O. G GilevaIzhevsk State Medical Academy , Russian Federation
Title: Biochemical markers of liver damage on a fructose-induced diet in rats.
Relevance: An increased content of fructose as a common source of carbohydrates in food products leads to a violation of metabolic processes in the body, which may be associated with the biochemical characteristics of fructose metabolism. The result of this is an increase in the risk of developing obesity, diabetes mellitus, cardiovascular diseases, as well as liver diseases induced by the formation of oxidative stress against the background of changes in lipid and carbohydrate metabolism. Destructive processes in the liver may indicate an increase in the content of the main markers of hepatocyte cytolysis: alanine aminotransferase (ALT), aspartate aminotransferase (AST), alkaline phosphatase (ALP), lactate dehydrogenase (LDH).
Goal of the work: Create an experimental model for the development of inflammatory processes in the liver under the influence of a fructose-induced diet.
Materials and methods: The study was conducted on 50 male rats weighing 250-300 g. The animals were divided into experimental and control groups of 25 animals each. Rats of the control group received a balanced vivarium diet, animals of the experimental group received a diet containing 60% fructose, 20% protein, 14% fiber, 6% fat for 35 days. From day 36 to day 60, the rats were on a standard vivarium diet. On the 60th day, the formation of metabolic abnormalities in the long term was assessed. The animals were weighed and taken out of the experiment on an empty stomach by decapitation under short-term ether anesthesia on the 21st (n=16), 35th (n=16), 60th (n=18) days of the experiment. Blood was collected in tubes and centrifuged at 3000 rpm for 15 min. In the resulting serum, the content of glucose, total cholesterol (TC), low-density lipoproteins (LDL), triglycerides (TG), insulin, activity of ALT, AST, ALP, LDH were determined. Biochemical studies were performed on an AU-480 automatic analyzer (Beckman Coulter, USA) using reagents from the same manufacturer. The insulin content was determined on a StatFax-2100 enzyme immunoassay analyzer (Awareness Technology, USA) using a set of reagents from Vector-best LLC, Russia. Insulin resistance indices were calculated using the formulas: HOMA = (glucose *insulin)/22.5; CARO = glucose/insulin; de Ritis coefficient - according to the ratio of AST to ALT.
Results and discussion: During the study, there was a tendency to increase the concentration of glucose in the blood serum of rats with a significant increase on the 21st and 60th day of the experiment by 1.18 and 1.21 times, respectively, and cholesterol on the 35th day of the experiment, 1.59 times relative to the control. The insulin concentration significantly increased throughout the experiment, exceeding the control values by 1.5, 1.7 and 1.9 times on the 21st, 35th and 60th day of the experiment. Insulin resistance indices also differed from control values, which may indicate the formation of insulin resistance. The content of LDL increased statistically significantly during the entire experiment by 2.58, 2.41 and 3.47 times compared with the control on the 21st, 35th and 60th day of the experiment, respectively. These changes may be associated with excessive accumulation of fructose conversion products - acetyl-coenzyme A (Acyl-CoA) due to its special metabolism. Increased synthesis of Acyl-CoA contributes to excessive synthesis of free fatty acids, followed by TG and transport forms of LDL. This can lead to activation of the free-radical oxidation reaction in hepatocytes and increased formation of free radicals, which, interacting with lipids, carbohydrates and amino acids, form their primary oxidation products. Such reactions can serve as an initiating factor in the destruction of liver cells with the release of liver-specific enzymes into the bloodstream. During the experiment, there was an increase in the activity of hepatocyte cytolysis markers with a significant increase: ALT by 69.8 and 99% on the 35th and 60th day of the experiment; AST by 18.2, 28.5 and 30.8%, ALP by 38.3, 43.6 and 78.7%, LDH by 76.8, 119 and 149.6% by the 21st, 35th and the 60th day of the experiment, respectively, compared with the control. A decrease in the de Ritis coefficient confirms the activation of cytolytic processes in the liver.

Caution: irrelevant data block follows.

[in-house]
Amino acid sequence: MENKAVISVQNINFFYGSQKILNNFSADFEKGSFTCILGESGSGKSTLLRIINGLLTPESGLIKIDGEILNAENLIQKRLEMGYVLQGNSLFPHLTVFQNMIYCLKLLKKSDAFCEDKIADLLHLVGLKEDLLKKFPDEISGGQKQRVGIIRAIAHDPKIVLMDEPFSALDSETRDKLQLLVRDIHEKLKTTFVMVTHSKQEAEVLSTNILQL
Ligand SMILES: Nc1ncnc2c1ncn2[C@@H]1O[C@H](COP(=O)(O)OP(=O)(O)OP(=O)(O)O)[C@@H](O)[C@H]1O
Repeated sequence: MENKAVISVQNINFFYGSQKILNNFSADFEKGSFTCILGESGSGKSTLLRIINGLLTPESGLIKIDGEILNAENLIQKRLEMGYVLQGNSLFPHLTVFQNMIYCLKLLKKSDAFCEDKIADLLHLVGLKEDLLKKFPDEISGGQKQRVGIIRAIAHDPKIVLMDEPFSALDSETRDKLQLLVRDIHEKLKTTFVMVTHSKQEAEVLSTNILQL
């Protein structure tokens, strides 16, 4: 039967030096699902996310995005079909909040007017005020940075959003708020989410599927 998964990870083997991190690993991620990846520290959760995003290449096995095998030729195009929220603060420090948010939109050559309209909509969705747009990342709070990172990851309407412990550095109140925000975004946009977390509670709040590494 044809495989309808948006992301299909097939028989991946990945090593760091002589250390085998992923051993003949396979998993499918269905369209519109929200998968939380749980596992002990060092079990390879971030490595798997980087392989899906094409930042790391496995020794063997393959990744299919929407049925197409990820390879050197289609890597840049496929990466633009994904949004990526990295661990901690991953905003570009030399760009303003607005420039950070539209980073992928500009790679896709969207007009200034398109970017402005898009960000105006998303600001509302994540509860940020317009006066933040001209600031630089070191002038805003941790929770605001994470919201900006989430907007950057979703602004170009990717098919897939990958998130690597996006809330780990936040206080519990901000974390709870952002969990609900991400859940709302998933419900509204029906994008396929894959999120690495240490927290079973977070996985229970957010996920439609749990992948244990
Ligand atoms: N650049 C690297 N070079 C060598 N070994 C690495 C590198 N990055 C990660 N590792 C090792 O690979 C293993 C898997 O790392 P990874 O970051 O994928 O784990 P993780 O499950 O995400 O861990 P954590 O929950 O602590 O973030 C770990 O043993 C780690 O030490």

Conclusion: Thus, the fructose-induced diet increases the content of specific rat liver enzymes (ALT, AST, ALP, LDH) against the background of disturbances in lipid and carbohydrate metabolism with an increase in the concentrations of cholesterol, TG, LDL, as well as glucose and insulin, and the formation of insulin resistance. The reason for the initiation of cytolytic processes in hepatocytes may be free-radical oxidation of protein-lipid complexes and activation of inflammatory reactions against the background of increased consumption of fructose.
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